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United Nations condemns attacks against AU forces in Somalia
Mogadishu, 15 March.2007 - THE UN Security Council on Tuesday condemned attacks against African Union (AU) peacekeepers in Somalia and urged all Somali parties to foster an ‘inclusive political process.’
Ugandan troops, which form the vanguard of the expected 8,000 strong peacekeeping force, have been attacked three times since they arrived a week ago, injuring two soldiers.
A statement read by the South African Ambassador, Dumisani Kumalo, who chairs the 15-member council this month, said members “expressed concern at and deplored the violence in Mogadishu.”
They condemned the attacks against the AU stabilisation force in Somalia and the leaders of the transitional government.
The Security Council also pressed all parties in Somalia to continue to work “on a representative and inclusive political process” and called for a “rapid deployment” of further AU troops.
The members further expressed “great concern at the deteriorating humanitarian situation” and called on donors to provide financial and logistical support to the AU peacekeepers as well as to Somalia’s transitional federal institutions.
At least 14 people died and 32 were wounded when unidentified gunmen attacked the Presidential palace on Tuesday. The city was reportedly calm yesterday, a day after the attack, which occurred as President Abdullahi Yusuf shifted base from the town of Baidoa to the capital.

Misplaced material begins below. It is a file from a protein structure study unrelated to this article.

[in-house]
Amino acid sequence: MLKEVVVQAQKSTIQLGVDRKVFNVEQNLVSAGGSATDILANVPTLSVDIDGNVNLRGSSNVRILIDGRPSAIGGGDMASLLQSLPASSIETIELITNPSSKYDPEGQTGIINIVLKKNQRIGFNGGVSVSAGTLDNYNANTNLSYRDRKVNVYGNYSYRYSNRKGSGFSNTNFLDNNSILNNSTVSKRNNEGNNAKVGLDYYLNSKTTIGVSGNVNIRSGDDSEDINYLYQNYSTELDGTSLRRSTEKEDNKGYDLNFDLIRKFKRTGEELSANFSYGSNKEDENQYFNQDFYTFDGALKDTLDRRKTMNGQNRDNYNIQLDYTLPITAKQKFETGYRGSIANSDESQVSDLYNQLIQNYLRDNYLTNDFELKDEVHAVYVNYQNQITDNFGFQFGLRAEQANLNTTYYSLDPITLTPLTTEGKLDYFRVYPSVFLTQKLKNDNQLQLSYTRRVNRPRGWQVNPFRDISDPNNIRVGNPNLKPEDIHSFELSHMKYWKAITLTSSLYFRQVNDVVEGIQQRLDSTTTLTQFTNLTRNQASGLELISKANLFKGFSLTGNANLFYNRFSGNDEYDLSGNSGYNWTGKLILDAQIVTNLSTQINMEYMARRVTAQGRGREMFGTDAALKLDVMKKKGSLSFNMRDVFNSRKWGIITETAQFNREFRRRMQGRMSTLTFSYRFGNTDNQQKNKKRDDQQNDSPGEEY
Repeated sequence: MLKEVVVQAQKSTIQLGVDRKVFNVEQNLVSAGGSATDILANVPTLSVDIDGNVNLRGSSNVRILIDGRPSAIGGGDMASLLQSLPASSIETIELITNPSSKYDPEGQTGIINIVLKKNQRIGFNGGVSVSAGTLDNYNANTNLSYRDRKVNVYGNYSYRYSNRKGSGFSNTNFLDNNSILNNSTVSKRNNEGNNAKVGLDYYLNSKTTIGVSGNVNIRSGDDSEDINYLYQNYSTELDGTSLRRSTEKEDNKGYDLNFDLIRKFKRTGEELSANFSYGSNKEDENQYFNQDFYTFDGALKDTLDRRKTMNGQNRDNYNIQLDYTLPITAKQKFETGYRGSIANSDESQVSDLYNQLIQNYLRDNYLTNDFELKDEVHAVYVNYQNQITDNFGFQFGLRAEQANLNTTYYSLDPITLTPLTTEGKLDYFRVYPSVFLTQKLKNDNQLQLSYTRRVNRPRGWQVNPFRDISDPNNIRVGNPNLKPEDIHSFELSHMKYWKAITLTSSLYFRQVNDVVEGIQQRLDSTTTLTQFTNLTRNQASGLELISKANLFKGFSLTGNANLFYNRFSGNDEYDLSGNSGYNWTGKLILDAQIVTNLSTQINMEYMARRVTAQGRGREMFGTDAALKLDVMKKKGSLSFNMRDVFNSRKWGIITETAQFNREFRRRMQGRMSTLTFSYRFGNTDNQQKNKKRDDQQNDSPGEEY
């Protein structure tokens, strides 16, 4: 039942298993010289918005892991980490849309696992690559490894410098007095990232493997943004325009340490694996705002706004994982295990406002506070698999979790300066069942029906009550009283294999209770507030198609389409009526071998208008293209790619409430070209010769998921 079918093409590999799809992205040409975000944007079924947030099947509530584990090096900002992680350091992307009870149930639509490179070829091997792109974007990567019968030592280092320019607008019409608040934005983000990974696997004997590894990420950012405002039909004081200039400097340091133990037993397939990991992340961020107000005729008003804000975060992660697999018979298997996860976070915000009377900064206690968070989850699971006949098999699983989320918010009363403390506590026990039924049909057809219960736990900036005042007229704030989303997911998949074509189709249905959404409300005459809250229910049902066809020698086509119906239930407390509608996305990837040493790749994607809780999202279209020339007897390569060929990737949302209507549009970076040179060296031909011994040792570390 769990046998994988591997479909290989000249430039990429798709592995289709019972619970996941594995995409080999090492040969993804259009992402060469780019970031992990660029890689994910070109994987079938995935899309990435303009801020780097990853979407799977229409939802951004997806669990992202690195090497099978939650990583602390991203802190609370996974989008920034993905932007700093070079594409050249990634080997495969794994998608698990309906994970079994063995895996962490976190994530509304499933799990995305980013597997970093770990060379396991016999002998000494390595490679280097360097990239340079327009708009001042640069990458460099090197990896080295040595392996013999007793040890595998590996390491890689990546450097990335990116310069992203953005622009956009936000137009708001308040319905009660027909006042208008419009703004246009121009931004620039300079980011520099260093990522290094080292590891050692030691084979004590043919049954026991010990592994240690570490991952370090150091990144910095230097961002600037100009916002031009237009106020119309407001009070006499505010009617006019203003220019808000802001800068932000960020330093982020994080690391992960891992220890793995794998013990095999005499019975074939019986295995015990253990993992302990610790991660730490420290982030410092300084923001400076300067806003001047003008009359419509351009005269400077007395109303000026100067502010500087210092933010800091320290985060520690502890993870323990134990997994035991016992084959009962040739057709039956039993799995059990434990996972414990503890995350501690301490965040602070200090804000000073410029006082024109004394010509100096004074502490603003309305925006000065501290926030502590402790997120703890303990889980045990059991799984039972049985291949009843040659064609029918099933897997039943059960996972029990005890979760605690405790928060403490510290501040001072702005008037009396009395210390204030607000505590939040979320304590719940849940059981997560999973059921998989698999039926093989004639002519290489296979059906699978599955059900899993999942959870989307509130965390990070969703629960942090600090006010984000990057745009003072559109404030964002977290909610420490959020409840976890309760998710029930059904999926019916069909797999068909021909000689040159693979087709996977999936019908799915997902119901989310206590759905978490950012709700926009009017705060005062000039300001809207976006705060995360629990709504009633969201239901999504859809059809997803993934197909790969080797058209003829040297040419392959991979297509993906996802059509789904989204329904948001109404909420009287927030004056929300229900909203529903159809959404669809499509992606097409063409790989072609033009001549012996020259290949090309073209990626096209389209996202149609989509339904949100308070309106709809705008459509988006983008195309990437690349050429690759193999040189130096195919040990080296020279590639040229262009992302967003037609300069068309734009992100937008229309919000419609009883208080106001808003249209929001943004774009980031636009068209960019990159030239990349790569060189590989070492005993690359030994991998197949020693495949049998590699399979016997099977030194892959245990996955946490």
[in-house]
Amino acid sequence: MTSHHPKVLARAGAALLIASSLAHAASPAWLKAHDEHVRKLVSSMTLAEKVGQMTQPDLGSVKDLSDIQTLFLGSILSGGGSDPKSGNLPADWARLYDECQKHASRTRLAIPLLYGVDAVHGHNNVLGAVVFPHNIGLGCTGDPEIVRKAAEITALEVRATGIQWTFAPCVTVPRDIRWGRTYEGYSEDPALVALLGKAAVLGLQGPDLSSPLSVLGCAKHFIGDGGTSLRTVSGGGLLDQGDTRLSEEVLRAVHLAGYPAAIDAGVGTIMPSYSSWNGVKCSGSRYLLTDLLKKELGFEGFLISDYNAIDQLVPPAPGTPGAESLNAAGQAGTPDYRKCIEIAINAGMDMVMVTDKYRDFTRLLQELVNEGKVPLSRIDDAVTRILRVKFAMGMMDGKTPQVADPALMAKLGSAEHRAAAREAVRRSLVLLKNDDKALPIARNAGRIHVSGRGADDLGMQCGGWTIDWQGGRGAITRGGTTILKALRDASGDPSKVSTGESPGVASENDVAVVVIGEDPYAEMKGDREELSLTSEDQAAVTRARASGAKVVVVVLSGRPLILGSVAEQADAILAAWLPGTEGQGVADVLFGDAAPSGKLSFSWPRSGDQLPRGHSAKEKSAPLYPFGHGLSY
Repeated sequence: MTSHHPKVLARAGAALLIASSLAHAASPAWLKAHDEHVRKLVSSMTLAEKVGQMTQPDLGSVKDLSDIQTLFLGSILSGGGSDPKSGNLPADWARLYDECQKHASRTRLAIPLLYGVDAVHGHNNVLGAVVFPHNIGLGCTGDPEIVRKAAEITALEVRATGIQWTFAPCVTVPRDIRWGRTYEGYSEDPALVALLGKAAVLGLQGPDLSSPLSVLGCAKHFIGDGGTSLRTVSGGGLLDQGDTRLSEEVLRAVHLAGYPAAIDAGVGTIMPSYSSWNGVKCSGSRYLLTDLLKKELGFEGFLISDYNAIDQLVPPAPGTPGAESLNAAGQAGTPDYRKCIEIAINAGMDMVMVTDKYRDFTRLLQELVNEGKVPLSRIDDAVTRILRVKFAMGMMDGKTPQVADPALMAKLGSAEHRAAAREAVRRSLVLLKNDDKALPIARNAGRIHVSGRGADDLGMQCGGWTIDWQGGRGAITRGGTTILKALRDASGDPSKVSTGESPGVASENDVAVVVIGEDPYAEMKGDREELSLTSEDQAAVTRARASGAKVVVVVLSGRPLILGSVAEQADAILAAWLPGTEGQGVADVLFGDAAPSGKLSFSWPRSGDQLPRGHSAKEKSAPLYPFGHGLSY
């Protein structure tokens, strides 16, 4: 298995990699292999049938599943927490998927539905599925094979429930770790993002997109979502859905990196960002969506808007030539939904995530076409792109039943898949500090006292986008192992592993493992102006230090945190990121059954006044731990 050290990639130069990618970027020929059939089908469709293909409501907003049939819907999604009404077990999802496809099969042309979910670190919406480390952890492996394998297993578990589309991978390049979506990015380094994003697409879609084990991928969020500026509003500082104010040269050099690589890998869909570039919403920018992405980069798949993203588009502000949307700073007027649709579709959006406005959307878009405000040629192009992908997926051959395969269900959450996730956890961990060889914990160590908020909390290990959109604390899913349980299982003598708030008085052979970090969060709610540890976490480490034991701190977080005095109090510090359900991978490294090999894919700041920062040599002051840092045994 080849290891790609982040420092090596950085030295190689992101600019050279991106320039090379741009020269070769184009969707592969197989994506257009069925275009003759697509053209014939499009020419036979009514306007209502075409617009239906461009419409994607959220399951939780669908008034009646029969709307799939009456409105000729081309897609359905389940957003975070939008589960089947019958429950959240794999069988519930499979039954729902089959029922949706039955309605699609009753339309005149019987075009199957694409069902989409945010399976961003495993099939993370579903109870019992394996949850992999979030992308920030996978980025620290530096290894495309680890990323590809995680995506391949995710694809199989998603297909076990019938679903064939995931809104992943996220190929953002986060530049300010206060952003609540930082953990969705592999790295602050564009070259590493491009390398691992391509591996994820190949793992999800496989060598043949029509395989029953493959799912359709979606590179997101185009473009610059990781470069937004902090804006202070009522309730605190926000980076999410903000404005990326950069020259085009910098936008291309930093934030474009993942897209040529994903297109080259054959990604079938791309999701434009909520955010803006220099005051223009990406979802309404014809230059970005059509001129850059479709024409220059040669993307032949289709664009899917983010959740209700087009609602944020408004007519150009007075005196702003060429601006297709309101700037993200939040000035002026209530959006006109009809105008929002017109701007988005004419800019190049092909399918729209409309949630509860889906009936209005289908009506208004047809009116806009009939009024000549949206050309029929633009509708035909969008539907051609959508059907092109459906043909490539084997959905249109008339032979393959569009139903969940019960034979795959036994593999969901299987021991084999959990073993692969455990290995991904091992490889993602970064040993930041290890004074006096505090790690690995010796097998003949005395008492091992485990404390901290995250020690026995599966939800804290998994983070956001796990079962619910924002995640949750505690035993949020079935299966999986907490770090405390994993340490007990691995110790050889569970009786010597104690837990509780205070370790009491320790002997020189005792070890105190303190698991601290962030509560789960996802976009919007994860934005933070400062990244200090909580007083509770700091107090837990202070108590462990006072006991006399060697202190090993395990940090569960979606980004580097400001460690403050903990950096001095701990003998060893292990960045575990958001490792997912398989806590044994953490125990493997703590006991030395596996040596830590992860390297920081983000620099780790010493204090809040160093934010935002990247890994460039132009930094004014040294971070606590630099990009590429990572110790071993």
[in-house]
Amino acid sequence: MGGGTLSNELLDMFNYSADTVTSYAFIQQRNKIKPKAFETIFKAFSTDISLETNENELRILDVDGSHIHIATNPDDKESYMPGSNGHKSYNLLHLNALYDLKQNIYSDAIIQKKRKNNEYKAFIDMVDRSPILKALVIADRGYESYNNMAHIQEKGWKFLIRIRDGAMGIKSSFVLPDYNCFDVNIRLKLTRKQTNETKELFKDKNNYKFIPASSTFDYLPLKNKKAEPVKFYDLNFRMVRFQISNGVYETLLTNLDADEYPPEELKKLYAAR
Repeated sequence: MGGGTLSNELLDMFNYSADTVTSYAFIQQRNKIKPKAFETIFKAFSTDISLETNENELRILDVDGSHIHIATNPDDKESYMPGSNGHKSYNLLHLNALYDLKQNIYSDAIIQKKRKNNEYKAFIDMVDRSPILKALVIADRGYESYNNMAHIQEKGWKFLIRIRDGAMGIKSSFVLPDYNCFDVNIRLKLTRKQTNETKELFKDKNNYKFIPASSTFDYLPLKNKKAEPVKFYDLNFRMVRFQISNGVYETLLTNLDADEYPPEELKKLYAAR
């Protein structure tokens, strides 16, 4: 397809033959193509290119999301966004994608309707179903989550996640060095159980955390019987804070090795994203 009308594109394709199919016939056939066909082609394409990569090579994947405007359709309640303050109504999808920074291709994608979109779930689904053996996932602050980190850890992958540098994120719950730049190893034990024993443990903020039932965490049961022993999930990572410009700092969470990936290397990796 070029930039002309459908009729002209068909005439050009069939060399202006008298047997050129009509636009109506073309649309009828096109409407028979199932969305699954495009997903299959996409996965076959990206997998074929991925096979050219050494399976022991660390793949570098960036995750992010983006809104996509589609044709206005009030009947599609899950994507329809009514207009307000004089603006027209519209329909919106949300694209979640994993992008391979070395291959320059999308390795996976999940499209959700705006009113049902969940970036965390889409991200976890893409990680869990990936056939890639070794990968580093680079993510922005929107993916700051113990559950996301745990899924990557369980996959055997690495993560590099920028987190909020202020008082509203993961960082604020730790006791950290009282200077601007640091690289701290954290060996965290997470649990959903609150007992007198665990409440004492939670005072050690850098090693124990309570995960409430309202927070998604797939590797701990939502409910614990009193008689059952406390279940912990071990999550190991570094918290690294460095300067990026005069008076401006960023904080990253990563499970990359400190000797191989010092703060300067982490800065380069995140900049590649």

“These numbers are only the ones we have seen,” a doctor in one of the hospitals said. “Many people, particularly those in camps don’t have the means to go to hospitals and bury their dead and take care of their wounded at home, so the death toll could be higher.”
Mogadishu deputy mayor Ibrahim Shaaweye was also injured when his vehicle hit a remote-controlled explosive device.
The attacks have been blamed on remnants of the Union of Islamic Courts, which was ousted from the city in last December.
However, there are claims that several warlords may have a hand in the attacks.
Many residents have fled the city to escape the daily exchange of mortar and artillery fire.
Somali Prime Minister Ali Mohamed Gedi yesterday appealed for $42m to help improve security ahead of a peace conference.
“Simply put, they will be the largest and most far-reaching reconciliation efforts that have ever taken place in the history of Somalia,” Gedi told journalists and representatives of donor nations in Nairobi.
The prime minister announced he would welcome moderate Islamists to the congress as long as they came representing their clans and subclans and not as representatives of the Islamists.
Several western donors have made their financial support conditional on the government’s willingness to welcome Islamists into the conference in a bid to stem the violence.